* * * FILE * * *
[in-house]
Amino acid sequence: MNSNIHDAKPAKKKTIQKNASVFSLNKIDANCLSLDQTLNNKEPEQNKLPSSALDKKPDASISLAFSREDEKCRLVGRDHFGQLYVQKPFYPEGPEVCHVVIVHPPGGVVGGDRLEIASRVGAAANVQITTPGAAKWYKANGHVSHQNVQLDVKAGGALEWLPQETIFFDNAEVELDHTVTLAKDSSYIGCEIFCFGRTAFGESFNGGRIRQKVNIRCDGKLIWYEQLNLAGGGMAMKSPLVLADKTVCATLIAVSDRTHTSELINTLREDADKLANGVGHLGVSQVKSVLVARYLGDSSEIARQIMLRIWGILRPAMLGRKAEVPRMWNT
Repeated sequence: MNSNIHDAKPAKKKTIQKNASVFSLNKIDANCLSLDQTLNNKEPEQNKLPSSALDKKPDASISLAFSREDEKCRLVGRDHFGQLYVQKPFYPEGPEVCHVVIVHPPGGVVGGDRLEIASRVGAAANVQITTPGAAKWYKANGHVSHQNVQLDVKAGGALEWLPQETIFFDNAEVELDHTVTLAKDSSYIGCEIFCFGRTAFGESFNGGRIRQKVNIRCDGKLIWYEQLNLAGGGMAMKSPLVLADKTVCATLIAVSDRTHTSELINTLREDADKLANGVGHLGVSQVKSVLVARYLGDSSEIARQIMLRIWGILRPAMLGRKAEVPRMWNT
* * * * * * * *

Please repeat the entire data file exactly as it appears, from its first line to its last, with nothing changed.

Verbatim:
[in-house]
Amino acid sequence: MNSNIHDAKPAKKKTIQKNASVFSLNKIDANCLSLDQTLNNKEPEQNKLPSSALDKKPDASISLAFSREDEKCRLVGRDHFGQLYVQKPFYPEGPEVCHVVIVHPPGGVVGGDRLEIASRVGAAANVQITTPGAAKWYKANGHVSHQNVQLDVKAGGALEWLPQETIFFDNAEVELDHTVTLAKDSSYIGCEIFCFGRTAFGESFNGGRIRQKVNIRCDGKLIWYEQLNLAGGGMAMKSPLVLADKTVCATLIAVSDRTHTSELINTLREDADKLANGVGHLGVSQVKSVLVARYLGDSSEIARQIMLRIWGILRPAMLGRKAEVPRMWNT
Repeated sequence: MNSNIHDAKPAKKKTIQKNASVFSLNKIDANCLSLDQTLNNKEPEQNKLPSSALDKKPDASISLAFSREDEKCRLVGRDHFGQLYVQKPFYPEGPEVCHVVIVHPPGGVVGGDRLEIASRVGAAANVQITTPGAAKWYKANGHVSHQNVQLDVKAGGALEWLPQETIFFDNAEVELDHTVTLAKDSSYIGCEIFCFGRTAFGESFNGGRIRQKVNIRCDGKLIWYEQLNLAGGGMAMKSPLVLADKTVCATLIAVSDRTHTSELINTLREDADKLANGVGHLGVSQVKSVLVARYLGDSSEIARQIMLRIWGILRPAMLGRKAEVPRMWNT